I considered writing up a post in my best science-communicator 'these are the facts' story-telling voice, but instead I decided to examine my motivation behind doing that post, and asking myself why I felt awkward doing so. Part of that was that the people arguing otherwise were on 'my side' (the anti-racist side), and if I talked about the evidence for a human-linked extinction, I'd be adding to the conflation mentioned above and derailing the conversation with all my white-scientist privilege, effectively helping to silence the voices of the people who have a problem with Wrede's treatment of the native human populations.
This is my journal, my space, and I can talk about what I want. I choose to talk about, not how I think humans caused extinctions in North America, but how belief in that story interacts with my work on unpacking my knapsack
, and whether I feel that favouring that story is a symptom of white privilege, and whether doing so means the story isn't true.
I've decided not to use the space laying out the facts; the palaeontological record is sparse enough to be interpreted in a number of ways, although no where near as sparse as the equivalent record in Australia, and is enough to have persuaded me. But it wouldn't matter if the evidence was laid on thick and obvious; if I chose to believe it for racist means I'd want to know.
I've rambled and skirted the point a lot; so I'll lay it out: I don't think that believing humans caused mass extinctions in North America is a racist or Euro-centric thing to think. I don't think it betrays ignorance about culture (although I'll admit that I am
ignorant about Native American culture), and I don't think that it's accusing any culture of being savage or inferior to my own. I think it's an acknowledgement of 'humans sometimes cause extinction' combined with an acknowledgement of 'the biogeographical pattern of Clovis invasion and mass extinctions in North America is different from that in Europe'.
I think what got me most in the comments of the post
I linked to, was what appeared to be palaeontological ignorance combined with an attachment to the idea that seeing an arrow in a story means the story is untrue. For a start, there's the implication that the people who became Native Americans only invaded the continent once, which is untrue; however it's the invasion of just one culture (memetic, not necessarily gene-linked) that is linked to extinctions.
I remember as an undergraduate, after a lecture on the megafaunal extinctions, I had a brief discussion with another (also white) student, who took a line similar to one seen in the comments - Native Americans have a subsistence culture and therefore would never hunt any animal to extinction. My take then wasn't to deny the culture, but to wonder whether it took a mass extinction or two to teach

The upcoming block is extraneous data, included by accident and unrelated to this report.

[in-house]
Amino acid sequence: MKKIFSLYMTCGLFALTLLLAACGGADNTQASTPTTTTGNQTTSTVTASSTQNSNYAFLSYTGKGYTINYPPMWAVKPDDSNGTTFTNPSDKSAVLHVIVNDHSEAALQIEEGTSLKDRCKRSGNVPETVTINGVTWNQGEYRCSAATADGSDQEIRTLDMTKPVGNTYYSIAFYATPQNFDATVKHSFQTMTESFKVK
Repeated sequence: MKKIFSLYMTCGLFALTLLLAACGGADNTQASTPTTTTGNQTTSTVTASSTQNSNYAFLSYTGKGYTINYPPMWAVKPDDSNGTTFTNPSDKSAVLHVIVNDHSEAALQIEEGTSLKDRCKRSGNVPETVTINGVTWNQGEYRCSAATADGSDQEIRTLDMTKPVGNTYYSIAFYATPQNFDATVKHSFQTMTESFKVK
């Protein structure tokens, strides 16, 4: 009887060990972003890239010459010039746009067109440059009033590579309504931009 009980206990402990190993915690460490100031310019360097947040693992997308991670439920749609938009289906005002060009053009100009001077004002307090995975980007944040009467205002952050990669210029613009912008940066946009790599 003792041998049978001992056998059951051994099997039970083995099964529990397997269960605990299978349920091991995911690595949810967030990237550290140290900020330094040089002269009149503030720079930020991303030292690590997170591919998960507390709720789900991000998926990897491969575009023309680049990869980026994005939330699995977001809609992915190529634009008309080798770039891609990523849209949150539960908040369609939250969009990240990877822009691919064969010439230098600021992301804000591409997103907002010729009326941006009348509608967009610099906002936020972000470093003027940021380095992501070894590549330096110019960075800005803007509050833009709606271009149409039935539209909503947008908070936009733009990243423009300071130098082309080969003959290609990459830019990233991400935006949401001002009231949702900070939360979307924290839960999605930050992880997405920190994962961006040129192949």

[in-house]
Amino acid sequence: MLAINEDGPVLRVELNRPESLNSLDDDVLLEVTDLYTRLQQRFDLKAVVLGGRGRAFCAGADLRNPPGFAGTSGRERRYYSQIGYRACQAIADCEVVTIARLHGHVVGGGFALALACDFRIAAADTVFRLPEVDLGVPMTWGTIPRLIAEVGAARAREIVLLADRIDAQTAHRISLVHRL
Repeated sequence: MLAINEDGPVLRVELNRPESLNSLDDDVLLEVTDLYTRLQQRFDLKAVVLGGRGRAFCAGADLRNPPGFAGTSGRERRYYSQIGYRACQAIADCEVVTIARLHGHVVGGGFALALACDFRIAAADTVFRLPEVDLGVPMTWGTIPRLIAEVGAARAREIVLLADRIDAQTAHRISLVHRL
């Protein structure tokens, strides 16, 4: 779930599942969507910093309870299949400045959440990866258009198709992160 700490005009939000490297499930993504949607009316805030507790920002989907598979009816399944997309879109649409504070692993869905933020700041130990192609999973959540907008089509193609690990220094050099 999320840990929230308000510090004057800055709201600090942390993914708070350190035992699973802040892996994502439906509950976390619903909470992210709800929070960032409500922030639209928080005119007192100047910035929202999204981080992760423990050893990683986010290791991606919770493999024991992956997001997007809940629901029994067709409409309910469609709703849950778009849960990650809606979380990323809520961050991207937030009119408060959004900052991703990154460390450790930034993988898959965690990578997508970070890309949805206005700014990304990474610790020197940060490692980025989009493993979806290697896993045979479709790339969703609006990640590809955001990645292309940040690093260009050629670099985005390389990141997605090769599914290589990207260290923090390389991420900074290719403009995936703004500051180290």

humans in that environment that maybe they should respect the environment. It's taking a lot of environmental impact at the moment to suggest to humanity-at-large (not just White Westerners, by any means) that we should keep that level of respect. I'm not sure it's at all realistic to assume that lifestyle has been static over 15 ky, and so - yes, I think I like the 'made a mistake and learn' story better. That's another argument based on comparing stories and picking one.
There was an emotional backlash when I first encountered the implication that this model was racist. My first reaction was to get defensive and claim that 'actually these are the facts'. that
reaction invoked one of self-doubt; was I getting defensive over having my privilege challenged or over apparent ignorance of science? And would my talking about this detract from the real issue of the problems in The Thirteenth Child
I certainly don't think Wrede's decision to remove Native Americans from the equation is made any less problematic by human-linked extinctions. It'd be easy enough just to say "OK, they didn't cause extinction", after all. So I don't think "humans didn't cause mass-extinction!" is an effective argument against the novel even if it were true*. And I don't think the arguments put forward in that post were particularly based in fact. It just took me a lot of reflection into the ways of storytelling to decide that it was alright to believe in the story I do.
Now maybe I'm in the place to actually
write about the megafaunal extinctions. Maybe another day.
*Remember when Colin Powell was talking about the people claiming Obama was a Muslim? It might be factually accurate to say "no he isn't!" but the right argument is "So what if he was?"